My student who is exploring tabletop roleplaying game design has been inspired by the Powered by the Apocalypse movement, which, briefly, describes a family of designs that are inspired by Vincent and Meguey Baker's Apocalypse World system. I backed the Kickstarter for the second edition of Apocalypse World a few years ago on a forgotten recommendation from a respected designer: I think it was someone like Robin Laws or Richard Bartle who posted about the campaign, saying that anyone serious about game design should support it. It's a riot to read, but it's certainly not the kind of thing my kids are quite ready for yet!

The mechanisms of Apocalypse World that I want to focus on here, though, is resolution of moves through rolling 2d6. These are the only dice used in the system, and it works like this: with less than a 7, it's a failure; between 7 and 9, it's a partial success, and 10 or higher is a complete success. That's it. This is truly elegant for a system that is designed for narrativist gameplay.

A funny thing happened when my student was testing his RPG with the research group. In order to make the game learnable to new players, he put this dice resolution system into a chart and set it in the middle of the table. He himself referenced the chart a few times while we played the game, despite his being the designer and a regular player of Blades in the Dark, another PbtA game. Curiously, the Bakers don't actually have a chart in Apocalypse World second edition at all; they just describe it in prose.

This got me thinking about the specific values used by Apocalypse World, similar to how I analyzed the PDQ Master Chart. Once again, we have 7 as a prominent number: it's the most likely value on 2d6, and it sits at the threshold between failure and partial success. It is, in a way, the easiest number to remember as being significant on 2d6. The next threshold value is 10, which marks the lowest value that represents a full success. Ten is the first double-digit number possible on two dice. It's also, for most people, the number of fingers you have. It's the base of our counting system. A "perfect 10" cannot be beat. 7. 10. Got it. Two numbers, that's the whole system in a very small amount of memory.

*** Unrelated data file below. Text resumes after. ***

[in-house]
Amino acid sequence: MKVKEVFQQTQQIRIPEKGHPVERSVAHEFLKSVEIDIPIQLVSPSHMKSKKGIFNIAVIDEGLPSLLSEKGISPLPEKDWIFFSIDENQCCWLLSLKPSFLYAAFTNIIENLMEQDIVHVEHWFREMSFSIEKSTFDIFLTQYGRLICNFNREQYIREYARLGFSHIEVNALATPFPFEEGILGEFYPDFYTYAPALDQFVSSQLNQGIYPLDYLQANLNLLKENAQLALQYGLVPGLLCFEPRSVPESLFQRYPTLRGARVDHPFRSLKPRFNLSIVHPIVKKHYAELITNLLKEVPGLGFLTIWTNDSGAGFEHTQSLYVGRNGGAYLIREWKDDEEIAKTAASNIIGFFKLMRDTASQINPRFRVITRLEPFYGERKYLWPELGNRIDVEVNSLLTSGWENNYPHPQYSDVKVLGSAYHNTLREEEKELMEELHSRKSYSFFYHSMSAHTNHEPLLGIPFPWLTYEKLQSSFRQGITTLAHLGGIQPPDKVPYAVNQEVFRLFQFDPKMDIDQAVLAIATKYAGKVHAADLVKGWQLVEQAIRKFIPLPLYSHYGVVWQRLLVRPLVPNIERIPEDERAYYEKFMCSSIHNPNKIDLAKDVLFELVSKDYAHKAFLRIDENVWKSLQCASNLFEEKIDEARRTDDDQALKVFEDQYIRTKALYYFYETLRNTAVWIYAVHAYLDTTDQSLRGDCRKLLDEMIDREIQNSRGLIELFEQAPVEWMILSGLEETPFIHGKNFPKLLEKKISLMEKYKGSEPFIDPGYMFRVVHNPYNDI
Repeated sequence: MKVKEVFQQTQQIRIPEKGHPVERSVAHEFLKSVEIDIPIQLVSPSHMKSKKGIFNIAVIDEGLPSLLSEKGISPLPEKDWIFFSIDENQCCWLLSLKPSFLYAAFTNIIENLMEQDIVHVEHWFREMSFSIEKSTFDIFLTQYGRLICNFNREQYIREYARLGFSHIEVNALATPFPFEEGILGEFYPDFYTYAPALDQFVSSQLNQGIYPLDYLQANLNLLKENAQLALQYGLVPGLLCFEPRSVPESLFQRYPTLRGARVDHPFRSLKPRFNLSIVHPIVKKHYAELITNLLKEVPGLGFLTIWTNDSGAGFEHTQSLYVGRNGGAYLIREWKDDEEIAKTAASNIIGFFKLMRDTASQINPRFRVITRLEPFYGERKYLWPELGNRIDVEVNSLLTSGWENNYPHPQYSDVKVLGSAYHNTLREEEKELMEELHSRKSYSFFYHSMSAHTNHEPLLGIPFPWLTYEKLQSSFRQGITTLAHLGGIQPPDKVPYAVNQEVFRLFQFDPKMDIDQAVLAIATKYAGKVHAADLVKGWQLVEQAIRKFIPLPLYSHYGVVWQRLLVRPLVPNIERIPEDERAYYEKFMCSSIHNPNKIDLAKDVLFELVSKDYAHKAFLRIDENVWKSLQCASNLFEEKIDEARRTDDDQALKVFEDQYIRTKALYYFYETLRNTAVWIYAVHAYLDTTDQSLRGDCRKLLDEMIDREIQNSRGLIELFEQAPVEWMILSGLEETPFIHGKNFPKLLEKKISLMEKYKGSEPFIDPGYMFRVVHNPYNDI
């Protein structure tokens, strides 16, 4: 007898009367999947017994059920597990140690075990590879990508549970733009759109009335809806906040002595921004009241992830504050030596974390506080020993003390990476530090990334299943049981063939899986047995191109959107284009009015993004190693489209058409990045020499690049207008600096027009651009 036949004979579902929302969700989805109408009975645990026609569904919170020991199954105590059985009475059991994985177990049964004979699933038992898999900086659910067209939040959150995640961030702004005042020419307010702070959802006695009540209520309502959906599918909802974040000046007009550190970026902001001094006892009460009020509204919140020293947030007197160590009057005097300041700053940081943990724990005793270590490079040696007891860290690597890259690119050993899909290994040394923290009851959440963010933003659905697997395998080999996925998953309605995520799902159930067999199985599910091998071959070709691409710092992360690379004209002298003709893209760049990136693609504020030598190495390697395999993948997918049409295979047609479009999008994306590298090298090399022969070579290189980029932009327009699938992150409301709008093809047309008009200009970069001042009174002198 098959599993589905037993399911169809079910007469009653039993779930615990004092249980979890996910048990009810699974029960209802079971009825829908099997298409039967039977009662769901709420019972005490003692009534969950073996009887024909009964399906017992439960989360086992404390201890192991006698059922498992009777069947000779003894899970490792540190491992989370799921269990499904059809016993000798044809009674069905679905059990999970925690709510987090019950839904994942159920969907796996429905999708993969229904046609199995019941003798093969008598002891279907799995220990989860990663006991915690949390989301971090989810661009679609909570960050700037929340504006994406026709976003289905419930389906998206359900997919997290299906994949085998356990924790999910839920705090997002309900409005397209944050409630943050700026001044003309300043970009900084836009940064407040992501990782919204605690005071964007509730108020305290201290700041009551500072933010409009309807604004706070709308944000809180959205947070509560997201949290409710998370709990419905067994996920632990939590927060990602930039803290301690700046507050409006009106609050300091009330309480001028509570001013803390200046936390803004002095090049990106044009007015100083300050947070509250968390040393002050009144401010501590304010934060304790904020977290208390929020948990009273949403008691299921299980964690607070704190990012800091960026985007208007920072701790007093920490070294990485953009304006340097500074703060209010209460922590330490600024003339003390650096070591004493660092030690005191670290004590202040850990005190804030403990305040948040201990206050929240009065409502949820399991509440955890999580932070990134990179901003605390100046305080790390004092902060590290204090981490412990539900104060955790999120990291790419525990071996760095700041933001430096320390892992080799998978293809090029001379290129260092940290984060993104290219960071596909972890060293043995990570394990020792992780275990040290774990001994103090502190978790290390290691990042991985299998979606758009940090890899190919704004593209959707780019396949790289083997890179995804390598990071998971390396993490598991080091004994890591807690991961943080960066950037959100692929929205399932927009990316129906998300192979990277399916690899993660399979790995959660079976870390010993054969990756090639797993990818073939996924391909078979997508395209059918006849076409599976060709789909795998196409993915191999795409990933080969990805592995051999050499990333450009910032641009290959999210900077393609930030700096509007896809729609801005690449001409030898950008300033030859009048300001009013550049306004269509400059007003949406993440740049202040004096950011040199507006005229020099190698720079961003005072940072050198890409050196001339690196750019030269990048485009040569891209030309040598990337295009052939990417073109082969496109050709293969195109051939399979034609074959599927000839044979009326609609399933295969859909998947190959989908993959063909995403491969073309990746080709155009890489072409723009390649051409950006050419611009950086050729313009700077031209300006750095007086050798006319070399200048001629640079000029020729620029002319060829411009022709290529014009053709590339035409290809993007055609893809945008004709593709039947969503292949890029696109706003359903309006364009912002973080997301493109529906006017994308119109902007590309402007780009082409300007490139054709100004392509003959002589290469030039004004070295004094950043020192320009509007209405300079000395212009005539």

Just to be clear, I think this is brilliant. I don't think you could pick two different numbers that would be better for breaking down 2-6 in a more memorable way. I wonder if the Bakers chose these numbers because of their interesting properties or if it was done with intuition and luck.

We had a brief discussion in my research group meeting last week about adding 2d6 vs. counting success on variable numbers of d6. For example, the question was raised, can most players more quickly add 2d6 or count how many of an arbitrary number of dice have rolled above 4? I argued that for anyone who had spent any appreciable time playing tabletop games, rolling 2d6 can be done purely with pattern matching: I don't add five pips and the three pips, I just see a representation of the quantity "8". I mention this here because I think it's a good games research (or perceptual learning) question, but I haven't checked to see if anyone's explored this yet.

Finally, I'll mention that, with the little bit of testing we've done on my student's game, I've grown quite fond of the "partial success" idea. My favorite expression of this as a story device is that you succeed, but at a cost.

In case you were wondering about the dearth of posts here: I've been meaning to write more about my research group activities this semester, since it's been very rewarding. I hope to write up some kind of summary at the end of the semester at least. However, the past few weeks, my attention has been pulled away into a departmental self-study report. I think the sections I have been spearheading are strong, but it's had a significant impact on my research time as well as my reflective writing time.

Saturday, March 16, 2019

Painting Middle Earth Quest

Here's a project that was years in the making: painting the miniatures from Middle Earth Quest.